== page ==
Lewis, Clach An Trushal

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Alternative Names The Thrushel Stone; Truiseil
Site Type STANDING STONE
Canmore ID 4264
Site Number NB35SE 1
NGR NB 37560 53779
Council WESTERN ISLES
Parish BARVAS
Former Region WESTERN ISLES ISLANDS AREA
Former District WESTERN ISLES
Former County ROSS AND CROMARTY
Datum OSGB36 - NGR

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Archaeological Notes

NB35SE 1 37560 53779

(NB 375 537) Clach an Trushal (NR)
OS 6" map, Ross-shire, 2nd ed., (1898)

The Thrushel Stone is about 20ft high, and almost as much in breadth.
M Martin 1934.

The Clach an Trushal stands 18ft 10 ins above ground, and measures about 6ft in width, 3ft 9 ins max. thickness, and 15ft 7 ins in girth at the base. From about halfway up the stone diminishes in thickness to about 1ft at the top. It faces nearly ESE and slants slightly to the S and W.
RCAHMS 1928, visited July 1914.

Clach an Trushal, at NB 3755 5377, is as described and illustrated by the RCAHMS. The name is still known locally.
Visited by OS (N K B) 18 June 1969.

NB 3755 5377 The Trushal Stone is a standing stone famous for its size - 5.8m tall - reputed to be the tallest in Scotland.
There is no reference to any other standing stones in the immediate vicinity, either on the OS maps or in the literature, but local knowledge states that it once had a stone circle around it "like at Callanish", and that the stones were broken up and incorporated in nearby field walls and used as lintels in houses. They are known as 'blue stones'. The last erect standing stone "was cylindrical and was dug up" and used as a lintel in a local house shortly before the RCAHMS visit in July 1914.
The Trushal Stone stands between two parallel field walls 8m apart, the wall on the SW side having been built sometime between 1898-1914, and the other a few years later.
Survey confirms that in these field walls there are many stones which have originated from the standing stones of the circle. These field walls come to within 3m of the Trushal Stone and extend to about 60m and 20m NW and 30m SE. Some stones are unbroken sausage shapes, about 0.4 x 0.4 x 1.5m long, and others are truncated cylinders of stone with sharp-edged breaks, and with a cross-section of about 0.4 x 0.4m. It is possible to differentiate these stones from the larger till stones generally used for the lowest course in the field walls hereabouts.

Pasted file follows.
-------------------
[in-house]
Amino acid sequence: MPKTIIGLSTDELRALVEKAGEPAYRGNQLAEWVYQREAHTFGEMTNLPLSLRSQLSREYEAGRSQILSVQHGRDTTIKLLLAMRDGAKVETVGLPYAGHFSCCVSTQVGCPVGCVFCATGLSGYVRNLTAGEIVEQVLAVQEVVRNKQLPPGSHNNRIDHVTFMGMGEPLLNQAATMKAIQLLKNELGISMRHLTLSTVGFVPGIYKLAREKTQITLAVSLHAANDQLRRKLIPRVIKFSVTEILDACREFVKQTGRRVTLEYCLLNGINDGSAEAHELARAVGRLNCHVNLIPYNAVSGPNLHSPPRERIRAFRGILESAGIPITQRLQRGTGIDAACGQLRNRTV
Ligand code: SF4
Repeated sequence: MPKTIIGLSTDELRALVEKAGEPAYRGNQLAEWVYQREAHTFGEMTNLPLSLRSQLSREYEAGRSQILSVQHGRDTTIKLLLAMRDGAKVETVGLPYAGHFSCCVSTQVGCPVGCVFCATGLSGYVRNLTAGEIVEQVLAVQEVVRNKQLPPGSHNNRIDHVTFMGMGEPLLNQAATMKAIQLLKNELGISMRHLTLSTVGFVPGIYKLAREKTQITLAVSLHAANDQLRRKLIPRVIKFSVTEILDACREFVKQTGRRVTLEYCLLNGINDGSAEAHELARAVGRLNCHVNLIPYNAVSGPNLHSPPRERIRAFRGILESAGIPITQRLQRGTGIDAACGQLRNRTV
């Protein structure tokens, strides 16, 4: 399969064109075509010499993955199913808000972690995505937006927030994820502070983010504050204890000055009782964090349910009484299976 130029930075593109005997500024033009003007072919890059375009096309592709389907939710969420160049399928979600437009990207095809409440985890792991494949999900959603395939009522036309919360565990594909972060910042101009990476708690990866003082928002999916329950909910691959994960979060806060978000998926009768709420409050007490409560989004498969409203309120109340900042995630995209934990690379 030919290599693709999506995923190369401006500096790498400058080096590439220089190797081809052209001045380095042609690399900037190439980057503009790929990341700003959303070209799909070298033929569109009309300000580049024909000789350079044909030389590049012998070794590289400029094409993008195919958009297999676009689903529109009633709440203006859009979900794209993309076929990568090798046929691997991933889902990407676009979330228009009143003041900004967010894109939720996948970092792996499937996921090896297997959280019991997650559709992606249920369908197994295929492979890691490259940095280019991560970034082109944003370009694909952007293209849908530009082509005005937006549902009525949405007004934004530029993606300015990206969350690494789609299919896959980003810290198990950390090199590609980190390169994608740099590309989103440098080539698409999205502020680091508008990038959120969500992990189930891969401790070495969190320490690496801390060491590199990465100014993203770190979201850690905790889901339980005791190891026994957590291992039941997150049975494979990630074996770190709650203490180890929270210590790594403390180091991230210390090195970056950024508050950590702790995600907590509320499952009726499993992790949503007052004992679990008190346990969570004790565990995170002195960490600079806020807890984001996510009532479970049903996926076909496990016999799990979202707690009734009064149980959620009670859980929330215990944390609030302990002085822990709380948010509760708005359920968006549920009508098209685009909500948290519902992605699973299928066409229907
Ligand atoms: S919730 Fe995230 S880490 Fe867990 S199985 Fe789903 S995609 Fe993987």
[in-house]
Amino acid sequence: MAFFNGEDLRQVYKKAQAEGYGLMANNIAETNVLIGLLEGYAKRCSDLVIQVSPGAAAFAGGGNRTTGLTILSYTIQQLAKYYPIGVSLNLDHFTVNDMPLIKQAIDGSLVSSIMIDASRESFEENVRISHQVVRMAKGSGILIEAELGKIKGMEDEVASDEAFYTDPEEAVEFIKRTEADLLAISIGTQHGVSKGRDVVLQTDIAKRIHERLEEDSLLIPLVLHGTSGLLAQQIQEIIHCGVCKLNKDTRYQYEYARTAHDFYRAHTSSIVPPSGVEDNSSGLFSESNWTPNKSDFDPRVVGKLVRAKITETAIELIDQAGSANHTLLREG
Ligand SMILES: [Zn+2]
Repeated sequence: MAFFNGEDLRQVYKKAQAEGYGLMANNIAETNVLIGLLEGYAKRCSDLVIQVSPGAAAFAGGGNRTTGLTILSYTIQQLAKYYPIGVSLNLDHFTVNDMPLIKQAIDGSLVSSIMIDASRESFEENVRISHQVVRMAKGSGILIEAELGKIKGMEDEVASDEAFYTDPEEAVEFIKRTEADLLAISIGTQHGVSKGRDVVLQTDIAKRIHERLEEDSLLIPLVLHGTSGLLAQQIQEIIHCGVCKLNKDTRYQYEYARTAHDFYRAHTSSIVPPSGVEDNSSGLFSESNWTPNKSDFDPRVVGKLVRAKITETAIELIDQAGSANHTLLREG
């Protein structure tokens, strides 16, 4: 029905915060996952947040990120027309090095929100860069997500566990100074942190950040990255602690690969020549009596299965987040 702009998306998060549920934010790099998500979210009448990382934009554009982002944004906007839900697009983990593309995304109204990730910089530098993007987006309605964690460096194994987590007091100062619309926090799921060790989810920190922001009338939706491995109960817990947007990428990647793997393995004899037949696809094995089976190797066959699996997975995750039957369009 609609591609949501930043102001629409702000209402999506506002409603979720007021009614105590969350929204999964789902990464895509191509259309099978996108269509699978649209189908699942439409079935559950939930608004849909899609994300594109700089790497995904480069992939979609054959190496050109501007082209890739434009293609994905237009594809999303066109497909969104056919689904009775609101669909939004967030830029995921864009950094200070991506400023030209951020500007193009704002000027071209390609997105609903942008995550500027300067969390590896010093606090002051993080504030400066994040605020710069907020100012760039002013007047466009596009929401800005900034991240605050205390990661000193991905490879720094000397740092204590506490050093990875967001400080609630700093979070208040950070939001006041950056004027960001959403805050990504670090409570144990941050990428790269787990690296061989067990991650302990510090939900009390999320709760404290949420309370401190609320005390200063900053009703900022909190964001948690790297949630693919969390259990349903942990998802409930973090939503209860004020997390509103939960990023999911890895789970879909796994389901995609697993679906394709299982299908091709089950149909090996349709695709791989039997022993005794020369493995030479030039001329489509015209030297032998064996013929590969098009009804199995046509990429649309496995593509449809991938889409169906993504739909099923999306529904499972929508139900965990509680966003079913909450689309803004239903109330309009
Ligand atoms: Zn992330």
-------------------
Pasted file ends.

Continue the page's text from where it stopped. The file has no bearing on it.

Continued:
Based on the locations of the concentrations of these stones, and assuming that the builders of the walls would move the stones the minimum distance, it is possible to estimate where the stones of the reputed circle would have stood. Due to thorough field clearance and present soil cover, we found no visible evidence of stone holes or packing stones in situ.
For a distance of 17m NW of the Trushal Stone, the ground is relatively level, after which it slopes down. For 13m to the SE it is again relatively level, after which it slopes up. This suggests a cut-and-fill modification to the natural ground surface to make a near-horizontal platform to accommodate a standing stone circle. Such platforms exist at other stone circles in the Outer Hebrides.
There is evidence, both physical and oral, for the former existence of a ring of stones around the Trushal Stone, which may not have stood centrally. The stones are likely to have been about 1.5m tall, and the ring is likely to have been about 28-30m in diameter. It may have been circular, oval or flattened. Its centre would have been about 6m N of the Trushal Stone.
A slab, 0.75 x 1.50 x 0.20m thick, lying at an angle of 30ยบ and with a void under it, may be an outlier. It is 35m NE of the Trushal Stone, and about 12m outside the ring.
Lying near the base of the Trushal Stone are two large stones: a block, 0.55 x 0.65 x 1.30m, which may have broken away from the top; and a slab, >0.18 x 0.90 x 1.15m, which may have broken away from the N edge.
M R Curtis and G R Curtis 2002

This impressive stone stands between two walls with the ground rising to the SE onto the moor above. There are two large blocks lying at its base immediately to the NE and many more are incorporated in the foundation course of the adjacent walls. Traditionally it is thought to have stood adjacent to, or formed part of, a stone circle, and in 2006 the sockets of three stones, one of which was preceded by a timber post, were revealed by excavation in the area immediately to the NE (see NB35SE 67).
Visited by RCAHMS (ARG, SPH) 29 August 2009


 WIC PROJECT

Notes This project indicates that the record to which it is linked is within, or near the boundary, of an area managed by a SURE partner.
Information from RCAHMS (SH) 24th January 2014

Further details

29 August 2009
 FIELD VISIT

Notes This impressive stone stands between two walls with the ground rising to the SE onto the moor above. There are two large blocks lying at its base immediately to the NE and many more are incorporated in the foundation course of the adjacent walls. Traditionally it is thought to have stood adjacent to, or formed part of, a stone circle, and in 2006 the sockets of three stones, one of which was preceded by a timber post, were revealed by excavation in the area immediately to the NE (see NB35SE 67).
Visited by RCAHMS (ARG,SPH) 29 August 2009

Further details

 
Books and References

Curtis and Curtis, M R and G R (2002) 'Trushal Stone, Lewis, Western Isles (Barvas parish), stone circle', Discovery Excav Scot, vol.3
Page(s): 119

Feachem, R (1963b) A guide to prehistoric Scotland, London
Page(s): 81 Held at RCAHMS E.2.FEA

Martin, M (1934a) A description of the Western Islands of Scotland circa 1695, in Macleod, D J (also see 3rd ed., 1884) Stirling
Page(s): 8 (2nd ed., 1716) Held at RCAHMS D.1

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